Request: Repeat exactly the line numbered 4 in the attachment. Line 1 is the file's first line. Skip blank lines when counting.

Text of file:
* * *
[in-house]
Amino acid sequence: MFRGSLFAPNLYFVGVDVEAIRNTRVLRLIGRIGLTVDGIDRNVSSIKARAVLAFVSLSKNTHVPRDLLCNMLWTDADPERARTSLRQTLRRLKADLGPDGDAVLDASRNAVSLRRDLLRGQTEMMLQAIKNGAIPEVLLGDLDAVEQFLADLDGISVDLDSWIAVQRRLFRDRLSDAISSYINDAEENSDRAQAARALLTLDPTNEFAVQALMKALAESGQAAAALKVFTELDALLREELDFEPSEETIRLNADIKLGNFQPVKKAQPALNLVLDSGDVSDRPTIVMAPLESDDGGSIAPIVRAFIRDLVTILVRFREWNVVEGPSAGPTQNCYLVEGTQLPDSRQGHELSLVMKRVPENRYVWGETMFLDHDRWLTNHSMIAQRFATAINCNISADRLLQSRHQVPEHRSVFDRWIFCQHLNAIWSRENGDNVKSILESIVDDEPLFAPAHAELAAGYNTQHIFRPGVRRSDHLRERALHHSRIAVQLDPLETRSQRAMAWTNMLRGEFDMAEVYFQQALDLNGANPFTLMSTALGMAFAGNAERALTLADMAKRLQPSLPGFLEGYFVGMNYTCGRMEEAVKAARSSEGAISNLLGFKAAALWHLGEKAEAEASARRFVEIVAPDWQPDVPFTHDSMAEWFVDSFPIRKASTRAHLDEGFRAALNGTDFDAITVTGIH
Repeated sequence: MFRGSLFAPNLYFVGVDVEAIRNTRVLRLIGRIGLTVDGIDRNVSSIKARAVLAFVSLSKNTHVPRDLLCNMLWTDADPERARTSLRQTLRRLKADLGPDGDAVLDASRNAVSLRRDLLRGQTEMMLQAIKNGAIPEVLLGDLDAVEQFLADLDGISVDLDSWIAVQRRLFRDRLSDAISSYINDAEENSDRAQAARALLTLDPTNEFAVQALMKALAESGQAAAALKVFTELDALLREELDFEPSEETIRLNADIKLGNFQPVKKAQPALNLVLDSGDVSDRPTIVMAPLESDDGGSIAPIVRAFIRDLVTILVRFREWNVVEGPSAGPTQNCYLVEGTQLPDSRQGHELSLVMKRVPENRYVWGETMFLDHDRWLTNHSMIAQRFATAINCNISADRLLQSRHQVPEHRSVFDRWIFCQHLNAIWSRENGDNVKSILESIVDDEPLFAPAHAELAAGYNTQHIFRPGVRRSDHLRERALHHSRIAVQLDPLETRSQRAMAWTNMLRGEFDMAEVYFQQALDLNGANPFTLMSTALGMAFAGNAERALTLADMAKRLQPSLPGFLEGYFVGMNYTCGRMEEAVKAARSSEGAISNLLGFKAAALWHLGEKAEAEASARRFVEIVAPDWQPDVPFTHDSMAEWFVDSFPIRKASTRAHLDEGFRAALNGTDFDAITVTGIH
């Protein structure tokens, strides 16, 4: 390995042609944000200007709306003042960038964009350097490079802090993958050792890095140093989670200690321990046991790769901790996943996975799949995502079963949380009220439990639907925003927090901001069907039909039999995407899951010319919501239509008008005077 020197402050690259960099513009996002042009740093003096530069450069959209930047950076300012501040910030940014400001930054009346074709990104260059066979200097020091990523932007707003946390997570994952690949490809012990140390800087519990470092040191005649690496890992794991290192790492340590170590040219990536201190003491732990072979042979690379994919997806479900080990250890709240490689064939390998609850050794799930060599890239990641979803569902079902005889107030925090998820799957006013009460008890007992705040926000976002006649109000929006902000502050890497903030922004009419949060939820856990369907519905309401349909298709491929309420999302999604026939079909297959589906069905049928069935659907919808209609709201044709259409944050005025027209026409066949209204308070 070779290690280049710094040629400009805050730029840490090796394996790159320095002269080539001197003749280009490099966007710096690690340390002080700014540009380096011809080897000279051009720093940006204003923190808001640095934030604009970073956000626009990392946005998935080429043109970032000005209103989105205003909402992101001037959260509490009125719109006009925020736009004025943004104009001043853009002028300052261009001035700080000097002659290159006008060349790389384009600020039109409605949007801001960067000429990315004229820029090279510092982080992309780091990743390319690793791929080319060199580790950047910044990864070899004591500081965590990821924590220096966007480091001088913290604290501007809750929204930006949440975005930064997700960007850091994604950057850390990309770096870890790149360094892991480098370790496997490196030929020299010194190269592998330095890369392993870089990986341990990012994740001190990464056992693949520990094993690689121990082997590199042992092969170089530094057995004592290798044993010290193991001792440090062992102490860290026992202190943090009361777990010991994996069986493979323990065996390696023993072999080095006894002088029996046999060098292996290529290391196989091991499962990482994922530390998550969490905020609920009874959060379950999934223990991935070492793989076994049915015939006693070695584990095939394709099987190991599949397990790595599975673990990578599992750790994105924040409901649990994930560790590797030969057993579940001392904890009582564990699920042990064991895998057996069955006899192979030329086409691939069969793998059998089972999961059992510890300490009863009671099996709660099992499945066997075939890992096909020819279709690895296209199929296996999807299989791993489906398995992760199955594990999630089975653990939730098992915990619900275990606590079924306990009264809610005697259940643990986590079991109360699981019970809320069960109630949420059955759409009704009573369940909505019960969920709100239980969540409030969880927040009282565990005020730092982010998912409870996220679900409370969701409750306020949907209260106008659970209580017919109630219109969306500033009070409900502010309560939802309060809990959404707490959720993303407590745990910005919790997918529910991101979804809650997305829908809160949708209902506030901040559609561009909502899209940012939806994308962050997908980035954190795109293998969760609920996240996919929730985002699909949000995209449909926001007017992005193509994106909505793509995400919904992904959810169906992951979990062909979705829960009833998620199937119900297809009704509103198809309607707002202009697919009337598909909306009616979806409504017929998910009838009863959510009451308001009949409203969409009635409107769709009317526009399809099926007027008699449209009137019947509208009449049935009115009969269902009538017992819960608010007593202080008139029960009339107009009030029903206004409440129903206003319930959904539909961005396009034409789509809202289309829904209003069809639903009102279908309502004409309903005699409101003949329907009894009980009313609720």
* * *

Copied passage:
């Protein structure tokens, strides 16, 4: 390995042609944000200007709306003042960038964009350097490079802090993958050792890095140093989670200690321990046991790769901790996943996975799949995502079963949380009220439990639907925003927090901001069907039909039999995407899951010319919501239509008008005077 020197402050690259960099513009996002042009740093003096530069450069959209930047950076300012501040910030940014400001930054009346074709990104260059066979200097020091990523932007707003946390997570994952690949490809012990140390800087519990470092040191005649690496890992794991290192790492340590170590040219990536201190003491732990072979042979690379994919997806479900080990250890709240490689064939390998609850050794799930060599890239990641979803569902079902005889107030925090998820799957006013009460008890007992705040926000976002006649109000929006902000502050890497903030922004009419949060939820856990369907519905309401349909298709491929309420999302999604026939079909297959589906069905049928069935659907919808209609709201044709259409944050005025027209026409066949209204308070 070779290690280049710094040629400009805050730029840490090796394996790159320095002269080539001197003749280009490099966007710096690690340390002080700014540009380096011809080897000279051009720093940006204003923190808001640095934030604009970073956000626009990392946005998935080429043109970032000005209103989105205003909402992101001037959260509490009125719109006009925020736009004025943004104009001043853009002028300052261009001035700080000097002659290159006008060349790389384009600020039109409605949007801001960067000429990315004229820029090279510092982080992309780091990743390319690793791929080319060199580790950047910044990864070899004591500081965590990821924590220096966007480091001088913290604290501007809750929204930006949440975005930064997700960007850091994604950057850390990309770096870890790149360094892991480098370790496997490196030929020299010194190269592998330095890369392993870089990986341990990012994740001190990464056992693949520990094993690689121990082997590199042992092969170089530094057995004592290798044993010290193991001792440090062992102490860290026992202190943090009361777990010991994996069986493979323990065996390696023993072999080095006894002088029996046999060098292996290529290391196989091991499962990482994922530390998550969490905020609920009874959060379950999934223990991935070492793989076994049915015939006693070695584990095939394709099987190991599949397990790595599975673990990578599992750790994105924040409901649990994930560790590797030969057993579940001392904890009582564990699920042990064991895998057996069955006899192979030329086409691939069969793998059998089972999961059992510890300490009863009671099996709660099992499945066997075939890992096909020819279709690895296209199929296996999807299989791993489906398995992760199955594990999630089975653990939730098992915990619900275990606590079924306990009264809610005697259940643990986590079991109360699981019970809320069960109630949420059955759409009704009573369940909505019960969920709100239980969540409030969880927040009282565990005020730092982010998912409870996220679900409370969701409750306020949907209260106008659970209580017919109630219109969306500033009070409900502010309560939802309060809990959404707490959720993303407590745990910005919790997918529910991101979804809650997305829908809160949708209902506030901040559609561009909502899209940012939806994308962050997908980035954190795109293998969760609920996240996919929730985002699909949000995209449909926001007017992005193509994106909505793509995400919904992904959810169906992951979990062909979705829960009833998620199937119900297809009704509103198809309607707002202009697919009337598909909306009616979806409504017929998910009838009863959510009451308001009949409203969409009635409107769709009317526009399809099926007027008699449209009137019947509208009449049935009115009969269902009538017992819960608010007593202080008139029960009339107009009030029903206004409440129903206003319930959904539909961005396009034409789509809202289309829904209003069809639903009102279908309502004409309903005699409101003949329907009894009980009313609720």